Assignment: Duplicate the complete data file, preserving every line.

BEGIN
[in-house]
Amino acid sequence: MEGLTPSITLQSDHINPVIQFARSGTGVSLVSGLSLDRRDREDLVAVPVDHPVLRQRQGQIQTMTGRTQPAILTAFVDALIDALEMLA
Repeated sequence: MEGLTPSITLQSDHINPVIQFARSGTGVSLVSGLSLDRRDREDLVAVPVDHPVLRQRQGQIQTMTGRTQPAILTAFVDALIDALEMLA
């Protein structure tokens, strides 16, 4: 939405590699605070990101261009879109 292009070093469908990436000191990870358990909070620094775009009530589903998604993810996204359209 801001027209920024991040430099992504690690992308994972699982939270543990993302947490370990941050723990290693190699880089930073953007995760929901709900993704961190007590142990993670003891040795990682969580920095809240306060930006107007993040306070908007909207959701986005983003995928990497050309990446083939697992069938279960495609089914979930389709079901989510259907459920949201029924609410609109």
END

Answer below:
[in-house]
Amino acid sequence: MEGLTPSITLQSDHINPVIQFARSGTGVSLVSGLSLDRRDREDLVAVPVDHPVLRQRQGQIQTMTGRTQPAILTAFVDALIDALEMLA
Repeated sequence: MEGLTPSITLQSDHINPVIQFARSGTGVSLVSGLSLDRRDREDLVAVPVDHPVLRQRQGQIQTMTGRTQPAILTAFVDALIDALEMLA
């Protein structure tokens, strides 16, 4: 939405590699605070990101261009879109 292009070093469908990436000191990870358990909070620094775009009530589903998604993810996204359209 801001027209920024991040430099992504690690992308994972699982939270543990993302947490370990941050723990290693190699880089930073953007995760929901709900993704961190007590142990993670003891040795990682969580920095809240306060930006107007993040306070908007909207959701986005983003995928990497050309990446083939697992069938279960495609089914979930389709079901989510259907459920949201029924609410609109």